This is the second article in a two-part series looking at the effects of light during cutting propagation. While the first article focused on the effects of daily light integral (DLI) during propagation of rooted cuttings, this article will focus on finished plants. We wanted to see how DLI during propagation affected growth and flowering
Whether you are a propagation specialist or are rooting cuttings for your own in-house production, the goals of propagators are the same — to efficiently produce high-quality rooted cuttings. In order to meet the spring and early summer market dates for flowering bedding plants, cuttings are typically rooted in mid- to late-winter and early spring
Bedding and potted plants are traditionally fertilized daily or several times a week with water soluble fertilizer (WSF) applied in the irrigation water. With WSF, the fertilizer components are in a form that can be directly absorbed by the plant. This also means the fertilizer components can immediately impact the soluble salts and the pH
While controlled-release fertilizers (CRFs) are not a recent addition to a grower’s toolbox, they are not nearly as common as traditional water-soluble fertilizers (WSF). Many growers comment that they don’t want to lose the control they have with traditional WSF programs. However, new formulations and technologies in CRF manufacturing, along with a desire for alternative
After seeing how bedding plants are affected by controlled-release fertilizers, three separate studies were conducted to show how the use of these fertilizers influenced the production of potted plants. The Poinsettia Experiments Rooted liners of ‘Premium Red’ poinsettias were potted into 4.5-inch containers filled with a commercial soilless substrate that was amended with CRFs: Osmocote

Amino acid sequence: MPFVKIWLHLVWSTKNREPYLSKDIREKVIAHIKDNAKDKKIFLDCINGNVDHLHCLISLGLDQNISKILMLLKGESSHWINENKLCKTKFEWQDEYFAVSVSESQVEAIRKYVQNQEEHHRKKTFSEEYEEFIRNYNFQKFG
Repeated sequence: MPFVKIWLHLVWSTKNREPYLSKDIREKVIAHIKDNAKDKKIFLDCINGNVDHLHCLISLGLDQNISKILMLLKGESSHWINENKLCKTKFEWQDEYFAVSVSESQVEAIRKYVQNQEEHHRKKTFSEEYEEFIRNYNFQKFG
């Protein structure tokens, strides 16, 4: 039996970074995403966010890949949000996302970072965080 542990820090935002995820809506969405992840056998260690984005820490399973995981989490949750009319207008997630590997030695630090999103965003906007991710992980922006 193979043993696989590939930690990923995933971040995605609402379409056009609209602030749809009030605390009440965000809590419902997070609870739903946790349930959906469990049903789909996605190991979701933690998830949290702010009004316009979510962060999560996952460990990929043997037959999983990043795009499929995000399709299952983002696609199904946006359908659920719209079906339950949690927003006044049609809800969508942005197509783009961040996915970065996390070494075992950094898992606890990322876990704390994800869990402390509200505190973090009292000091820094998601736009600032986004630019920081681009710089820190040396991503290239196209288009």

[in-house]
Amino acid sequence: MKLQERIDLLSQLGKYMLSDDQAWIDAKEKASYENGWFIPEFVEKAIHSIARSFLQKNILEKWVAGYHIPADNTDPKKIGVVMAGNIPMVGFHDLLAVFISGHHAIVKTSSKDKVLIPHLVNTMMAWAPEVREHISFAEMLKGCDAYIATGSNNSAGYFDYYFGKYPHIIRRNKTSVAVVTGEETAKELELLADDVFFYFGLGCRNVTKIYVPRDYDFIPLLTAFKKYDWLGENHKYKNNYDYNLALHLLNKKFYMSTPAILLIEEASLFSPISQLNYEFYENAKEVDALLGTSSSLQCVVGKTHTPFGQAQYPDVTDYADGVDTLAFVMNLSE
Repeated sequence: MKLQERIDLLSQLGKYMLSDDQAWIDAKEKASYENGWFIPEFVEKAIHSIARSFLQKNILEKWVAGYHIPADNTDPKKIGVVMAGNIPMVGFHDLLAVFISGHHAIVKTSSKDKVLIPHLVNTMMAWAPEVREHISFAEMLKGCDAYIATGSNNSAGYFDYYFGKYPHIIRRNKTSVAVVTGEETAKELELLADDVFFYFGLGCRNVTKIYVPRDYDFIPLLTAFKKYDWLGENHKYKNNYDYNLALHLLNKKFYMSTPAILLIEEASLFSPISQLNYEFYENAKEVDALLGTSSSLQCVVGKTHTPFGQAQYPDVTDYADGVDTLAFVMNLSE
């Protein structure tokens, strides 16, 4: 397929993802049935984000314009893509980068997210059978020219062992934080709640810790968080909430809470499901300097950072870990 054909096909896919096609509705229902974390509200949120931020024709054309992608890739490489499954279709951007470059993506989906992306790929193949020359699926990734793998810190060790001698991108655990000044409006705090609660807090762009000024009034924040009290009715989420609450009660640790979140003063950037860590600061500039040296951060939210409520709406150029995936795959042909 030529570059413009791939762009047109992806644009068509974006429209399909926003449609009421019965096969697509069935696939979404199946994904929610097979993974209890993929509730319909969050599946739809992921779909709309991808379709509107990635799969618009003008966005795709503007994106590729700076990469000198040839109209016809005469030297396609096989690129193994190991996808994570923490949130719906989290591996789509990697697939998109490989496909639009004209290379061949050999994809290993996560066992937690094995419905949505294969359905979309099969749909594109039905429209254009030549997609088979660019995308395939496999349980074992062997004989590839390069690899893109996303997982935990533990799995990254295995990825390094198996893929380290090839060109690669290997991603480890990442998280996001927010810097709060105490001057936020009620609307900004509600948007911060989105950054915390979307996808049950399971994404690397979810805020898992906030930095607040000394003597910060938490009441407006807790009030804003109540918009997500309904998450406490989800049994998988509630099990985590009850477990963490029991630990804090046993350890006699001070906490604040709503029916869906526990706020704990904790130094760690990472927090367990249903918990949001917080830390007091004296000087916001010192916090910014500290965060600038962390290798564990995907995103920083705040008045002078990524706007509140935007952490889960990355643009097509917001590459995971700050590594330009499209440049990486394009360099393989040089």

Bedding production begins in mid- to late-winter and early spring in the northern half of the U.S., when outdoor air temperatures and light are at seasonally low levels. During this time, greenhouses must be heated to maintain desirable production temperatures. The costs involved can be huge. Energy for heating in northern climates accounts for 10
Flurprimidol drenches have been shown to successfully control height of oriental lilies and Dutch bulbs such as hyacinth, narcissus and tulips, but there is no data that shows how effective flurprimidol drenches are on Easter lilies. Researchers decided to find out.
Purdue researchers share their best practices for controlling stem length of common foliage annuals using PGR liner dips.
Figure 2. Long, thin and weak poinsettia stems due to tight spacing (shade avoidance response) on the greenhouse bench. Scroll down to see the rest of the figures for this story. Controlling height is a major challenge for growers with most floriculture crops. Unfortunately, not only do environmental growing conditions vary from year to year
How do you make decisions related to crop production in your greenhouse? The most common decision-making aids are notes made during previous production seasons and reacting to problems that arise. While using notes and reacting to situations as they arise are commonplace, each season and year is going to be different than the previous one.